Childcare offers

Childcare at Bosch is one of the many offers that help associates strike a better work-life balance. The focus is on a family-friendly working culture that makes it easier to work flexibly and that prioritizes results rather than workplace presence. At its more than 80 locations across Germany, Bosch has a wide range of childcare offers aimed at the individual needs of associates. Some large sites in conurbations even have their own daycare facilities for children up to six years old. At smaller sites, Bosch reserves places at local daycare centers or with in-home daycare providers. Alongside its own daycare facilities, childcare offerings include arrangements made with public and private providers, as well as support for parent-led initiatives. In close collaboration with an agency, Bosch supports and bears the cost for the search for individual care solutions including in-home daycare, au pairs, and babysitters Germany-wide. Bosch also partners with youth and educational institutions to offer roughly 500 children the chance to participate in activities such as cave exploration or archery. In addition, each year, about 200 associates, their family members, and children take advantage of the range of offers available to families, among them seminars that teach working methods or concentration and motivational aids. Daycare programs during school vacations are a firm component of HR offerings at individual Bosch locations: each year, some 1,000 spots are made available for associates’ children or are financed by the company. Especially during the summer vacation, working parents thus have reliable childcare options.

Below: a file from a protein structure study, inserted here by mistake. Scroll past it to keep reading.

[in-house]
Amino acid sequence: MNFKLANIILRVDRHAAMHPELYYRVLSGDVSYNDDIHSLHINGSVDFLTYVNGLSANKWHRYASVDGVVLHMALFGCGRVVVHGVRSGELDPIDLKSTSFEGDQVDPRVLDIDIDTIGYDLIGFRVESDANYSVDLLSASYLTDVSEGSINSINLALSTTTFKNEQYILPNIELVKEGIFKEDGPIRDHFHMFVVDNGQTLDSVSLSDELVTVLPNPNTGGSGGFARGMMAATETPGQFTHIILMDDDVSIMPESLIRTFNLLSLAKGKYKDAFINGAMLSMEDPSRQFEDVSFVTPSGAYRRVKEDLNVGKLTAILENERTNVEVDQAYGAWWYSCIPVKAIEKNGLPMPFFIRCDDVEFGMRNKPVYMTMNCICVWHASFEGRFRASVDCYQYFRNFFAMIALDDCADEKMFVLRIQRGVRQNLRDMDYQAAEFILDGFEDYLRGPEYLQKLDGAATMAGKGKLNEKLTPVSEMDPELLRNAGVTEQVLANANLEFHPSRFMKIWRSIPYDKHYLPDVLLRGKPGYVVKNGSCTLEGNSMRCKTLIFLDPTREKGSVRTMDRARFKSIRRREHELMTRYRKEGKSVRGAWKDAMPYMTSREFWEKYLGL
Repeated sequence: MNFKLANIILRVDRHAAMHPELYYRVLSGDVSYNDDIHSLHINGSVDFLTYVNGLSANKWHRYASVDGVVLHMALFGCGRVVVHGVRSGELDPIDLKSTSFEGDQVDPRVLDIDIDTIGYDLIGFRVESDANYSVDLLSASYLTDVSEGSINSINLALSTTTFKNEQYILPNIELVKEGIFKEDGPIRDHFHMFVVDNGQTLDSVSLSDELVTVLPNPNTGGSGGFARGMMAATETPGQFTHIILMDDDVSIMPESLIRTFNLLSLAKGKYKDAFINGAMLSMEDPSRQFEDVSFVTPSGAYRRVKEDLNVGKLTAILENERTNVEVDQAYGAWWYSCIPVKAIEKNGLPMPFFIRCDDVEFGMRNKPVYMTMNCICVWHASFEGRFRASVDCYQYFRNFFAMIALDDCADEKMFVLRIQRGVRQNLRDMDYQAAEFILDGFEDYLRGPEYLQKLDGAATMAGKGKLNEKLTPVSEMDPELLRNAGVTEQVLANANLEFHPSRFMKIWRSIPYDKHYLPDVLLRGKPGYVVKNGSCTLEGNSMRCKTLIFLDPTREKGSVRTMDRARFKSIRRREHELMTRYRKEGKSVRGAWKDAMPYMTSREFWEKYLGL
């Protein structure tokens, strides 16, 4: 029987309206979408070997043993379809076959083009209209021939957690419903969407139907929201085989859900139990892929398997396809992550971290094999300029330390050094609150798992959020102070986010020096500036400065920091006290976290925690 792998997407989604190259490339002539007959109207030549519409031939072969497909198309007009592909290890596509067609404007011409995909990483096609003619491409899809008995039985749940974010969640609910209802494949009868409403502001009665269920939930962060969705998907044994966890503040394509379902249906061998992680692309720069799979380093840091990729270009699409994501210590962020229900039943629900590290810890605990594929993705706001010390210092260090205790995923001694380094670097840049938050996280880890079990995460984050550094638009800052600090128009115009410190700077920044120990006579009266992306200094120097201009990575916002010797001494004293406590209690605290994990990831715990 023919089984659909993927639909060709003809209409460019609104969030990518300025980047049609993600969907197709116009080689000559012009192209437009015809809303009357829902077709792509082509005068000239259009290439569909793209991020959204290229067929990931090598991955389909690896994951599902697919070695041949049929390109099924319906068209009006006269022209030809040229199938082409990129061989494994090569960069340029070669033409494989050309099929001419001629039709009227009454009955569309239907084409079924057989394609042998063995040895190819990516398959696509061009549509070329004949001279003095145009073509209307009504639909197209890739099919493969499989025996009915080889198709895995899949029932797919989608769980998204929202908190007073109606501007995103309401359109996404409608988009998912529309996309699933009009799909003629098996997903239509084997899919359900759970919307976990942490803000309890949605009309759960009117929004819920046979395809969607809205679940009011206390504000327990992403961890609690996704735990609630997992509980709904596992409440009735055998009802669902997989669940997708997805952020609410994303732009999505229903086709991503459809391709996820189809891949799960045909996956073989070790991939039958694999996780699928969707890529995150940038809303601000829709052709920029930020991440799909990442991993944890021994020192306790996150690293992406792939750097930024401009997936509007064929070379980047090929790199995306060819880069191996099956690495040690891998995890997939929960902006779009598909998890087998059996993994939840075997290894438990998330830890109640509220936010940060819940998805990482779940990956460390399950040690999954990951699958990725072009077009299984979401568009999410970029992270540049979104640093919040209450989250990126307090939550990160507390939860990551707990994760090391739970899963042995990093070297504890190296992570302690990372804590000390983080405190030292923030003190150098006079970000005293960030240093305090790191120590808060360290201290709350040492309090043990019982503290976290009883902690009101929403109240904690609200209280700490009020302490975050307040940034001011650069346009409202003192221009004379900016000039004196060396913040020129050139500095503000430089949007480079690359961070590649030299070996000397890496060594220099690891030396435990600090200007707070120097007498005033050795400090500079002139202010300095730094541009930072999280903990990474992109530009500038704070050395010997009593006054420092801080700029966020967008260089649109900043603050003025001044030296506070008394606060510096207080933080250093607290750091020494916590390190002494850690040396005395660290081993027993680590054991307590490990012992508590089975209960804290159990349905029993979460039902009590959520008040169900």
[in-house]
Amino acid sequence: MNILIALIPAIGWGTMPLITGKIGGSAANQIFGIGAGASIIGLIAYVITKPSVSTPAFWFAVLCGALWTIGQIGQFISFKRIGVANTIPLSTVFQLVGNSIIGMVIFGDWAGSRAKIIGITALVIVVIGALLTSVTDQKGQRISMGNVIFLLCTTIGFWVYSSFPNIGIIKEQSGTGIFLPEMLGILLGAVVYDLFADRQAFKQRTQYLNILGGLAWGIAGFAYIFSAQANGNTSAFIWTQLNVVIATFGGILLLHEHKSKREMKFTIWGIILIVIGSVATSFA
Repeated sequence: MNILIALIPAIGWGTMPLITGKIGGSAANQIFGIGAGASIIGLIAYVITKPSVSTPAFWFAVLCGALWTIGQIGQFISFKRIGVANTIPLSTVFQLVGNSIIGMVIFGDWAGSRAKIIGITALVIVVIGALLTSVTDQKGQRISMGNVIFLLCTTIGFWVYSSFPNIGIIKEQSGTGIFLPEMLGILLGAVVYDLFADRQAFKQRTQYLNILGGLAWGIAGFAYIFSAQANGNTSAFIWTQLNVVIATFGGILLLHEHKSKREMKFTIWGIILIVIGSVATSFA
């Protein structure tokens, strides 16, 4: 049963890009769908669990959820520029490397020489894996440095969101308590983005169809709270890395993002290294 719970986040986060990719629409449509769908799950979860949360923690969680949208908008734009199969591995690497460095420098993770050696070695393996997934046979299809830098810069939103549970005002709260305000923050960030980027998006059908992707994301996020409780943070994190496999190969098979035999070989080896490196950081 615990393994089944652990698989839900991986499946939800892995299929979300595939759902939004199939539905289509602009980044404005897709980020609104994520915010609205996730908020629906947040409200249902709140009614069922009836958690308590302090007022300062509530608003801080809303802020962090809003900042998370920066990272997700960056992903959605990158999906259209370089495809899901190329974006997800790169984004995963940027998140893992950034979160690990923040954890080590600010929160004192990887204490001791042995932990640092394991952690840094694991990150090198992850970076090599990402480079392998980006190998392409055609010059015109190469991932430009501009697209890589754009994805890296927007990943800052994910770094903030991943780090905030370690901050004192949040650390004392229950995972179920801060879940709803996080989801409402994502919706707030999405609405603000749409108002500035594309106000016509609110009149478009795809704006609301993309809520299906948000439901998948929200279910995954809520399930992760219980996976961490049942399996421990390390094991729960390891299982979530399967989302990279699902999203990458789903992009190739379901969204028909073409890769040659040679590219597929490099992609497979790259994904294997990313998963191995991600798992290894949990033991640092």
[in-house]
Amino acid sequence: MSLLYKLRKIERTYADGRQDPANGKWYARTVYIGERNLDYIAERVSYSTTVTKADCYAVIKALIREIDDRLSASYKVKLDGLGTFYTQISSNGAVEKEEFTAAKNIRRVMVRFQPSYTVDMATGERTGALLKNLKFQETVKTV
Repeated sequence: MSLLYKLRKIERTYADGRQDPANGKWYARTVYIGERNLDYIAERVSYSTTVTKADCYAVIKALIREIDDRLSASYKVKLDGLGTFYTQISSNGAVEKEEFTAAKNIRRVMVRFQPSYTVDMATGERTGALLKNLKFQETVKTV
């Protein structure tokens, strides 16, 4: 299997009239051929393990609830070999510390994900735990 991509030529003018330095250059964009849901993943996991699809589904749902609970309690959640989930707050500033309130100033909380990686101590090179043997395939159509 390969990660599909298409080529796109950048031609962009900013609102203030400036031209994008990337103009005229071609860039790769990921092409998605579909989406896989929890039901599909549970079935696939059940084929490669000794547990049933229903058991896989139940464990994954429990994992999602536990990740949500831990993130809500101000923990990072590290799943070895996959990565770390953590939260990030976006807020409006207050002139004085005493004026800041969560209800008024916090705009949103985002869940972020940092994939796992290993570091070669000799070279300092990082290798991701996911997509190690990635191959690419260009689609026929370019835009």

Family time as career element